Clause 35 - Remit of Inspectorate of Organ and Tissue for Human Use

Human Tissue Bill – in a Public Bill Committee at 9:10 am on 5th February 2004.

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Photo of Andrew Murrison Andrew Murrison Shadow Minister (Health) 9:10 am, 5th February 2004

I beg to move amendment No. 130, in

clause 35, page 24, line 6, after 'blood', insert 'blood precursors'.

The clause contains an omission, which the Under-Secretary will be keen to correct. ''Relevant material'', referred to in subsection (3), is said to exclude

''blood or anything derived from blood.''

That appears not to take account of bone marrow, and I assume that it would be the hon. Gentleman's intention to include that.

The wording of my amendment is a bit of a nonsense and, as the Under-Secretary commented on how we are all keen on plain English, I shall suggest an amendment to my amendment. My amendment would change the subsection to read: ''In this section, 'relevant material' does not include blood, blood

precursors or anything derived from blood.'' That clearly makes no sense. Of course, I intended it to read: ''In this section, 'relevant material' does not include blood or anything derived from blood or blood precursors'', with specific reference to bone marrow, and I suspect that that is the hon. Gentleman's intention.

Photo of Stephen Ladyman Stephen Ladyman Parliamentary Under-Secretary, Department of Health

The impact of the amendment would be to remove blood stem cells—haematopoietic cells—from the Bill, and that is not our intention. Blood and blood derivatives would not be covered by the constraints of the Bill, but bone marrow should be. Therefore, the wording of the subsection is appropriate.

Blood stem cells are contained in bone marrow, and the amendment would leave bone marrow transplantation out of the regulatory scheme. That would be wholly inconsistent with the general approach to, and structure of, licensing and regulation of tissue under the Bill and in our wider scheme of law.

The Bill's scope extends to all relevant material, and for the purposes of part 1, which deals with consent, that means all material from a human body except material covered by the Human Fertilisation and Embryology Act 1990—sperm, eggs and embryos—and hair and nails. In respect of the need for consent, the Bill therefore includes blood and blood precursor cells.

The remit of the Human Tissue Authority is set out in clause 11. Under subsection (5), the remit excludes

''blood or anything derived from blood'' when used for the purpose of transplantation, which in this case means transfusion. The remit of the inspectorates relates to the authority's general remit. Therefore, the remit of the inspectorate of organ and tissue for human use, as outlined in clause 35, also excludes

''blood or anything derived from blood.''

The reason for that exclusion is that provision is already made for the regulation of blood and blood products for human application under the EU blood directive. We do not wish to duplicate that.

To create a consistent and comprehensive framework, the principle underlying the Bill is to regulate all human cells unless they are regulated elsewhere or do not need to be, as is the case with hair and nails.

Photo of Evan Harris Evan Harris Liberal Democrat, Oxford West and Abingdon

Will the Under-Secretary confirm that the inclusion of bone marrow would include autologous transfusion, in which bone marrow is taken from the patient and put back into the patient? Will the same apply to other human tissue for those purposes?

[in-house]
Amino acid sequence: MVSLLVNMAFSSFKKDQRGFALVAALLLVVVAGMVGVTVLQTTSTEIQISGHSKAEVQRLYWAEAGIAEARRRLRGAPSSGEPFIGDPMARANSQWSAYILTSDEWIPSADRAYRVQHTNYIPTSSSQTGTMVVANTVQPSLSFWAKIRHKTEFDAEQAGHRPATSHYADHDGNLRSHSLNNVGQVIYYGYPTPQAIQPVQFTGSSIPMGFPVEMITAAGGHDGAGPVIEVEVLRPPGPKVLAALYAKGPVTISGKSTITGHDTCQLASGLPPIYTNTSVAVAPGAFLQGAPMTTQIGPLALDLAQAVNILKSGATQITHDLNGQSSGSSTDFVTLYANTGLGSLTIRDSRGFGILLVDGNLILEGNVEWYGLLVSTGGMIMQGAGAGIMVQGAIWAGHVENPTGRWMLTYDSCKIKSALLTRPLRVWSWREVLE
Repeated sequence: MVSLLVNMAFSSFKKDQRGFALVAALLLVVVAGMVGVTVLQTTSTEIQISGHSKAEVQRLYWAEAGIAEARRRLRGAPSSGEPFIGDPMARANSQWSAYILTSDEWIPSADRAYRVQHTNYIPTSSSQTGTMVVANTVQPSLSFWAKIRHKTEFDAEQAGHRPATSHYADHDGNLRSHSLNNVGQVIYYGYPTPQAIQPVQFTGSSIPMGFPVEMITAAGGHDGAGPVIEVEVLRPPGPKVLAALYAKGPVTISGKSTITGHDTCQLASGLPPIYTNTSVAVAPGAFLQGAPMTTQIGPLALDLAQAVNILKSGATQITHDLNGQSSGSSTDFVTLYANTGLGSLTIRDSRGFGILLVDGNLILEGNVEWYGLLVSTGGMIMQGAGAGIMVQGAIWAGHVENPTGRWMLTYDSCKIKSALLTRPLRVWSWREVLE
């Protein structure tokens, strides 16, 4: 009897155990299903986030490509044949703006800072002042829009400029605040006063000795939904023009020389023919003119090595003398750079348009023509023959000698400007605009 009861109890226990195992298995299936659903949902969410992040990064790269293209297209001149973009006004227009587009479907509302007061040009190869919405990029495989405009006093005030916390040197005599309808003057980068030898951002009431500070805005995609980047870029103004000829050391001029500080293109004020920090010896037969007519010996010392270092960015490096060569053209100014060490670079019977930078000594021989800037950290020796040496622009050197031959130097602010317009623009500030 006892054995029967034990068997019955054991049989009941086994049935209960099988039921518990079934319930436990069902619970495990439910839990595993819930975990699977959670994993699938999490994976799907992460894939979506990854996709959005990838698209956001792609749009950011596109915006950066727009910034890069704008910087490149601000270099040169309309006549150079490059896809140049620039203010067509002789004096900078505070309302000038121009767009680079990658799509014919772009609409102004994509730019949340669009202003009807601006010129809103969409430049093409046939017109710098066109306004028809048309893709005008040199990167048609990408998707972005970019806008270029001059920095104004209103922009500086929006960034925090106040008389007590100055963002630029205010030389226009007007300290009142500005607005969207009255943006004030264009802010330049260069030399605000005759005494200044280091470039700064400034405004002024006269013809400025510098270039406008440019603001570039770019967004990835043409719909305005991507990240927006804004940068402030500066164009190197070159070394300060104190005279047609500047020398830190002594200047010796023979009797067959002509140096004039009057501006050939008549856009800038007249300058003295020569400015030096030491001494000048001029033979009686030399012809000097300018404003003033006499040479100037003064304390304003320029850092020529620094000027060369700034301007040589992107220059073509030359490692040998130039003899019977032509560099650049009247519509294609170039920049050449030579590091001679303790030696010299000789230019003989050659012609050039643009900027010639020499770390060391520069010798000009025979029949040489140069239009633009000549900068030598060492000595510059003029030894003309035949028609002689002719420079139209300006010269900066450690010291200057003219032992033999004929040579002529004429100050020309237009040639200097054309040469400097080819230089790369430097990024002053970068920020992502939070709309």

Photo of Stephen Ladyman Stephen Ladyman Parliamentary Under-Secretary, Department of Health

Yes, I believe that I can confirm that, but if I change my mind before I finish speaking, I will let the hon. Gentleman know.

Photo of Rosie Winterton Rosie Winterton The Minister of State, Department of Health

My hon. Friend will not change his mind.

Photo of Stephen Ladyman Stephen Ladyman Parliamentary Under-Secretary, Department of Health

No, I will not change my mind.

Blood and blood derivatives fall under the consent provisions, but their procurement, storage and use are excluded from regulation, because they will be dealt with by arrangements being set up under the blood directive. A designated competent authority will carry out inspections under legislation following the blood directive.

However, blood precursors—blood stem cells—are not regulated under the blood directive, so the amendment would remove storage and use of blood precursors from regulation by the appropriate inspectorate. That would mean removing bone marrow transplantation from the oversight of the inspectorate, undermining the comprehensive scope of the regulatory regime. That would be inappropriate, as I hope hon. Members will agree.

Photo of Evan Harris Evan Harris Liberal Democrat, Oxford West and Abingdon

According to the Under-Secretary's answer to my previous question, he is saying that the remit of the authority and the inspectorates will include bone marrow or other tissue taken during an operation that is treated intra-operatively—within the operation—and then put back, because it had been taken out of the body, for example, to transfect for gene therapy or something else. Is that really his intention?

Photo of Stephen Ladyman Stephen Ladyman Parliamentary Under-Secretary, Department of Health

That will be within the remit, but not licensable. If I can clarify that further later on, I will certainly do so. With those explanations, I hope that the hon. Member for Westbury (Dr. Murrison) will accept that he should withdraw the amendment.

Photo of Andrew Murrison Andrew Murrison Shadow Minister (Health)

Given the explanation and the assurances, I beg to ask leave to withdraw the amendment.

Amendment, by leave, withdrawn.

Clause 35 ordered to stand part of the Bill.